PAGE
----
In Bugambilias, the illusion of safety is undermined by the presence of Jalisco state Attorney General Eduardo Almaguer. His neighbors have publicly asked him to move, complaining that his huge security team is a disturbance.
They re dressed as police officers and they have guns in their hands. I don t know if they have the safety on, but they re carrying it in their hands, said resident Paulina Barragan. Of course, the subtext here is that if the neighborhood really was as safe as advertised, the guards would be unnecessary. Plenty of evidence suggests that the fear of crime in Bugambilias is well-founded. Yet the location attracts problems precisely because of its reputation for luxury. Even the U.S. Department of the Treasury has highlighted Bugambilias as a narco hotspot, and arrests of residents are fairly common, even though it only has around 3,200 inhabitants.
In April last year, the leader of a kidnapping ring died of a self-inflicted gunshot wound after dozens of armed soldiers surrounded his house in the complex. Two kidnapping victims were discovered alive in the residence. A man was shot multiple times in a botched hit in February last year, while a bodyguard and a pair of armed robbers exchanged gunfire during an attempted car theft last October. Except for 2014 and 2015, shootouts have occurred within the suburb every full year since 2008. While exclusive communities like Bugambilias promise a solution to crime, they in fact foster the kind of social divisions that fuel it.
The village of Santa Ana Tepetitl n sits just outside of Bugambilias, and provides the suburb with an army of construction workers, gardeners, security guards, and nannies. As such, it is a relationship of mutual convenience. Yet it also presents a vision of almost feudal inequality.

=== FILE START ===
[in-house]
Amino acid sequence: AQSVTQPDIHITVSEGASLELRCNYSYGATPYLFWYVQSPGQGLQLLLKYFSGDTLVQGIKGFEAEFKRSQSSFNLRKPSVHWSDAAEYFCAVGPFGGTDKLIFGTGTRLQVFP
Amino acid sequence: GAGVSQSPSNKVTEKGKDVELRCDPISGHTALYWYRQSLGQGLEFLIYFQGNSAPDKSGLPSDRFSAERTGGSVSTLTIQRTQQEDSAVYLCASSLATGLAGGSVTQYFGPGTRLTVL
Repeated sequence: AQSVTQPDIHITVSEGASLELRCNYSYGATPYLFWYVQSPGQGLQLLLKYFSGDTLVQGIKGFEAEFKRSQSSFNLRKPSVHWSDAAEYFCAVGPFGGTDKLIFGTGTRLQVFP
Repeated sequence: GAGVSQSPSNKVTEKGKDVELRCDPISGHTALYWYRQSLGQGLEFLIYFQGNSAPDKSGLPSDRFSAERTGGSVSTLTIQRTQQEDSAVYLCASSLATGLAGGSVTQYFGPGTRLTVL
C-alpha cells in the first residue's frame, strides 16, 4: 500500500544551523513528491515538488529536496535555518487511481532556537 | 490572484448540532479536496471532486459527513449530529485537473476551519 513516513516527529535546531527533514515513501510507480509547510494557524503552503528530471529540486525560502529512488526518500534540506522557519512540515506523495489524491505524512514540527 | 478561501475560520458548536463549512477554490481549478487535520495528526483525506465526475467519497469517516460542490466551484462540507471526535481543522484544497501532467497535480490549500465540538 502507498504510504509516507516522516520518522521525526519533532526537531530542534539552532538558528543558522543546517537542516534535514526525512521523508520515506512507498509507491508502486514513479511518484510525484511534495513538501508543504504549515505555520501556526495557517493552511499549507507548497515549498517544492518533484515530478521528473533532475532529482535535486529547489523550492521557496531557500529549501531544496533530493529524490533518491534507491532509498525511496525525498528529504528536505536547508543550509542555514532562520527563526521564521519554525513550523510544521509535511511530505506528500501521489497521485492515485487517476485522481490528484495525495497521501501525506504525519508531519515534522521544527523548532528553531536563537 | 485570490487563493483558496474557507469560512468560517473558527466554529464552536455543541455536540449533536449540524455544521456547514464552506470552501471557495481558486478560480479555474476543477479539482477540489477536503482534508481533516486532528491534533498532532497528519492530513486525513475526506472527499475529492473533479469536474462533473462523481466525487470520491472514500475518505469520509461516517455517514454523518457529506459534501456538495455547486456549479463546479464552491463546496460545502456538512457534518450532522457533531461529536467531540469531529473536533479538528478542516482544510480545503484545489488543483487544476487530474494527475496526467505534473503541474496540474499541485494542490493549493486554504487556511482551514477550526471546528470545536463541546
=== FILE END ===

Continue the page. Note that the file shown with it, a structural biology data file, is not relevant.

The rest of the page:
There are incredibly high rates of alcoholism and drug addiction, said Tulio Rosas, the former general secretary of the National Regeneration Movement (Morena) in Jalisco. You can see young people using drugs on the streets. Gang fights are common, leading to murders. There s a gang known as the Dwarves with children as young as 5 that rob to buy drugs. Sewage from Bugambilias collects within the village limits and most of its 6,000 residents live in crowded, makeshift houses. Child sexual exploitation is reportedly widespread in the neighborhood.
Social contact between the residents of Bugambilias and its neighbor is completely non-existent, and these stark divisions create anxieties on both sides.
It is not only the level of inequality and poverty in a city that triggers social conflict but the perception of this inequality, said Dr. Eduardo L pez Moreno, the director of research and capacity development at UN-Habitat, the United Nations Human Settlements Program. The best way that perception can manifest is through a wall. L pez Moreno argues that residential segregation has played an indirect role in fueling Mexico s drug war, because physical walls reinforce existing inequalities.
The city can contribute to negative social behaviors, he said. The more inequalities exist in cities the more you will have cheap labor to join cartels. That will be all these young people that are ready to kill for very little money. L pez Moreno believes a plan to break up clusters of wealth and poverty in cities should be part of the government s long-term anti-crime strategy.
In the developing world gated communities are the result of a lack of planning, L pez Moreno said. Clear rules and regulations are needed so the city is not formed by the addition of gated communities but is designed as a whole as an integrated system.
Augusto Valencia, a political deputy for the liberal Citizen s Movement in Guadalajara has proposed major changes to the law that would effectively open private communities and prevent them from restricting road access. Although the proposal has been met with significant opposition, it still represents a milestone for raising awareness of the issue. In recent years, local authorities in Guadalajara and Mexico City have tried to breathe life into public spaces. Initiatives such as the renovation of Guadalajara s historic center and Mexico City s Chapultepec Park are positive first steps toward strengthening public life. Free open-air events and bike sharing projects have also been successful.